Found in 4 comments on Hacker News
davidwihl · 2017-01-24 · Original thread
The neurons in the eyes pre-process a huge amount of information converting data from about 126M rods and cones to 1M ganglion cells - a pretty amazing amount of data compression.


noahmarc · 2014-11-19 · Original thread
Not a dumb question at all. I left my Tufte books at the office, so I can't check, but I thought he cited sources throughout.

Either way, between Cleveland, Robins, Few, and Ware there're tons of studies and references:

Better is subjective though and related to what you're trying to do. A lot of past research was about efficiency of information transfer. There's more recent research looking at memorability. In one report, different graphics could have both goals.

There's a "Useful Junk" paper delving into that topic. There's a link to it in Few's reply:

There's plenty more. Stanford Vis group is a fun place to check from time to time: Heer specifically has a range of papers and some online slides for a vis course he taught (uses Tufte for the course text)

I'm drawing a blank on a few others I find informative...

Unfortunately, I don't have any about fonts but I'm sure there are plenty out there.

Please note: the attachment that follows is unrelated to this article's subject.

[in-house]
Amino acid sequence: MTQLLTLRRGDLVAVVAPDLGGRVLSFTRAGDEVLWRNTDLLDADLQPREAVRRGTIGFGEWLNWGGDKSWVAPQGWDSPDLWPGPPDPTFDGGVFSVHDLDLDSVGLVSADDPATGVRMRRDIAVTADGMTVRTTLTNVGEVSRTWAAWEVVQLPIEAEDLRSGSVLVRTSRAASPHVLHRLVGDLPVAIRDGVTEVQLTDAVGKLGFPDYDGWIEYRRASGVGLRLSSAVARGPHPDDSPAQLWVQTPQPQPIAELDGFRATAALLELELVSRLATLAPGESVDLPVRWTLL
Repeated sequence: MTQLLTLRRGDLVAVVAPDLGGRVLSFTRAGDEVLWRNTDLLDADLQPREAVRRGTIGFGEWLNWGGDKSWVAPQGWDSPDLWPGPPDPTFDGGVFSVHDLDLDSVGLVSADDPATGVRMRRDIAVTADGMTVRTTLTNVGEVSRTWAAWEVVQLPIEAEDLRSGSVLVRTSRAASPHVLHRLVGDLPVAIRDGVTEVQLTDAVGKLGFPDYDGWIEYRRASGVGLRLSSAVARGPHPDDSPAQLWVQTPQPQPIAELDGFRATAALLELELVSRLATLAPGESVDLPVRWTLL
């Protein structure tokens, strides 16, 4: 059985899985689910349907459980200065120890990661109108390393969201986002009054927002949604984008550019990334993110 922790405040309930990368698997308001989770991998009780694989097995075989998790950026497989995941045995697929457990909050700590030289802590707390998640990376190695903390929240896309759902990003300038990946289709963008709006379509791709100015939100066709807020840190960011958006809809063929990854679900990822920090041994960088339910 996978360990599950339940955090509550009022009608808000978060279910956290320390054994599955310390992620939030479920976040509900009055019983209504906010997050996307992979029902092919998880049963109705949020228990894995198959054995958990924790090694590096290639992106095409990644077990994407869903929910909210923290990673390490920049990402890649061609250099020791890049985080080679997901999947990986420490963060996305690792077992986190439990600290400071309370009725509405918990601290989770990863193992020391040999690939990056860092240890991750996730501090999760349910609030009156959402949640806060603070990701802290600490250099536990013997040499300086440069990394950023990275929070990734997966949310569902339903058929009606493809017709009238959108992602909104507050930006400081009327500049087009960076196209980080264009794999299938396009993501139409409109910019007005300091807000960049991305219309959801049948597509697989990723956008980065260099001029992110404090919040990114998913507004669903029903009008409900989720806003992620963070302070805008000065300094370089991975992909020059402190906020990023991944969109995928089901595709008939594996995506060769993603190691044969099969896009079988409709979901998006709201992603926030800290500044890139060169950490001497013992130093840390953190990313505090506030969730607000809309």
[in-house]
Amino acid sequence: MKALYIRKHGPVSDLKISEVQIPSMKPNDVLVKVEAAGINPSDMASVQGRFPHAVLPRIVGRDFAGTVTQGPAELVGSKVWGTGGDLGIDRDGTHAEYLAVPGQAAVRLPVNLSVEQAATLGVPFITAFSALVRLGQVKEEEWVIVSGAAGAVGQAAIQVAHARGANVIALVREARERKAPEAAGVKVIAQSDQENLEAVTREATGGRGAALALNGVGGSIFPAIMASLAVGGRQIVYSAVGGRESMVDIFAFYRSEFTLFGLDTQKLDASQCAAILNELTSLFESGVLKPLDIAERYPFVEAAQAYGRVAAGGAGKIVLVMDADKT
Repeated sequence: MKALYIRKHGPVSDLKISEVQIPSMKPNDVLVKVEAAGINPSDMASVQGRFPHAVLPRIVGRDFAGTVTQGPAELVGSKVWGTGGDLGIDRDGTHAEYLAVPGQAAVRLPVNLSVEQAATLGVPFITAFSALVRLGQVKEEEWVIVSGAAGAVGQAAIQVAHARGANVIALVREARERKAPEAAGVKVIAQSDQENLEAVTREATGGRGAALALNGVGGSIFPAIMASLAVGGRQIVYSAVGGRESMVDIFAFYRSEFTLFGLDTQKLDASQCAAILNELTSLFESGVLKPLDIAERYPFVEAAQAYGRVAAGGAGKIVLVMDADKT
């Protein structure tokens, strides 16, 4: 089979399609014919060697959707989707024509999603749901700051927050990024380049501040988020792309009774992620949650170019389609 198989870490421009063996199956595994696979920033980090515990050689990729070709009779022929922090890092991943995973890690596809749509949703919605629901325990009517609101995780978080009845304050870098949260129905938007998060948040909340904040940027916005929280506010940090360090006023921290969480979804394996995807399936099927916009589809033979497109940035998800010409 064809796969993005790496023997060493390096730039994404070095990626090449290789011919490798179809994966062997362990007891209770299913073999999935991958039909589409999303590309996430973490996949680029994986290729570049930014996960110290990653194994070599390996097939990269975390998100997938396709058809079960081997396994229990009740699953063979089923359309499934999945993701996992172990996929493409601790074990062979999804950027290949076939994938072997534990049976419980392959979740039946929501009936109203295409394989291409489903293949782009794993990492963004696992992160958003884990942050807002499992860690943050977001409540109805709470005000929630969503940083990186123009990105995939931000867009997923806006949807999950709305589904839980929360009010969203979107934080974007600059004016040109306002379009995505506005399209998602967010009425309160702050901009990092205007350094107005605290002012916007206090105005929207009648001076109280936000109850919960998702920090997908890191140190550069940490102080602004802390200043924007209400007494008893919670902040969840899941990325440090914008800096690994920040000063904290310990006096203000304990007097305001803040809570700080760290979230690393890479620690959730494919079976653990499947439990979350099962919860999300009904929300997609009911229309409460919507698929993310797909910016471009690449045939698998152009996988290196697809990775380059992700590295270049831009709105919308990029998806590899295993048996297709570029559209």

incongruity · 2012-08-08 · Original thread
As someone with professional experience in photography and a masters in design – I think this piece is seriously lacking.

First – the photo that is used as "evidence" caught my eye quickly because it is clearly poorly processed/improperly exposed. There is no black point and that's a bad thing for the image; which leads me to say – you can't make the sweeping generalization that black is always bad. It's not – and the work of one pop art painter and a bad bit of photography isn't substantiated proof.

If you want to actually make something meaningful out of this, you'd actually push hard on the idea that too much contrast is a bad thing. Black isn't bad. Heavy contrast can be. Instead, get down to the root reasons that we have issues with contrast – in short, we're wired to notice differences in color or brightness than we are for absolute values of color or brightness. As such, it's not about one color, it's about the contrast.

Check out Jeff Johnson's Designing with the Mind in Mind: or Colin Ware's Visual Thinking for Design:

Both of those do a much better job at explaining the hows and whys of the average person's visual perception.

nonrecursive · 2011-05-01 · Original thread
Another great book on the psychology and neurology of visual design is Visual Thinking for Design:

I didn't include it because I don't think it's for beginners, but it's super informative.

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